The Napoleon Complex: When Shorter Men Take More

Jill E.P. Knapen*, Nancy M. Blaker, Mark Van Vugt

*Corresponding author for this work

Research output: Contribution to JournalArticleAcademicpeer-review


Inspired by an evolutionary psychological perspective on the Napoleon complex, we hypothesized that shorter males are more likely to show indirect aggression in resource competitions with taller males. Three studies provide support for our interpretation of the Napoleon complex. Our pilot study shows that men (but not women) keep more resources for themselves when they feel small. When paired with a taller male opponent (Study 1), shorter men keep more resources to themselves in a game in which they have all the power (dictator game) versus a game in which the opponent also has some power (ultimatum game). Furthermore, shorter men are not more likely to show direct, physical aggression toward a taller opponent (Study 2). As predicted by the Napoleon complex, we conclude that (relatively) shorter men show greater behavioral flexibility in securing resources when presented with cues that they are physically less competitive. Theoretical and practical implications are discussed.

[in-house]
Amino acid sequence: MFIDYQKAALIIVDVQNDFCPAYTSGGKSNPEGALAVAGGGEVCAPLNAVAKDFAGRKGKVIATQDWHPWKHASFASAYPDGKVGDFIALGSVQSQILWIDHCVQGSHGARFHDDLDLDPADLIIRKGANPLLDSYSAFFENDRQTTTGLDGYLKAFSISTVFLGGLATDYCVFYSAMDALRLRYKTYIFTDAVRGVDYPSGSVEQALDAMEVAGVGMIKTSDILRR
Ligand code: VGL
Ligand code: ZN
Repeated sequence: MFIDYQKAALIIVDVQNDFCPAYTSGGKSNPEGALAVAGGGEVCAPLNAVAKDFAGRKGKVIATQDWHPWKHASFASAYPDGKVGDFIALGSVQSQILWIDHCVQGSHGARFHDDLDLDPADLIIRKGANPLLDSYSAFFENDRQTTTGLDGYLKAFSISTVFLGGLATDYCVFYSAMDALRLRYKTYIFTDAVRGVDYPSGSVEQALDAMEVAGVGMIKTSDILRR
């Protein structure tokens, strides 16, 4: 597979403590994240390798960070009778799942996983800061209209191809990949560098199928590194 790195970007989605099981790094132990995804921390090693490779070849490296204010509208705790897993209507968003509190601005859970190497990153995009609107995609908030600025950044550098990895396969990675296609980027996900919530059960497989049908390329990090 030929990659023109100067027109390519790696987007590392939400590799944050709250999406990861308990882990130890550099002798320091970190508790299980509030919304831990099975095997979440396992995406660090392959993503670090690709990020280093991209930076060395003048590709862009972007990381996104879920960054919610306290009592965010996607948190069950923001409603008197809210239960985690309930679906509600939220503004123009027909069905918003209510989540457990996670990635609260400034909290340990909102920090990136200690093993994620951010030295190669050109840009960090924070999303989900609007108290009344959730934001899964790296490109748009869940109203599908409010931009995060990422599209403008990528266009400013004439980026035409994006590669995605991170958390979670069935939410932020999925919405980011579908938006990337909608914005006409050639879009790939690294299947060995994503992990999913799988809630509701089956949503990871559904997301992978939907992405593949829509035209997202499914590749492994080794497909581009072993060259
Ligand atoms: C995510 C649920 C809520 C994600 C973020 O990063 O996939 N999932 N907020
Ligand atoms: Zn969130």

Original languageEnglish
Pages (from-to)1-11
Number of pages11
JournalPsychological Science
Issue number7
Publication statusPublished - 10 May 2018


  • behavioral flexibility
  • human height
  • indirect aggression
  • Napoleon complex
  • open data
  • status


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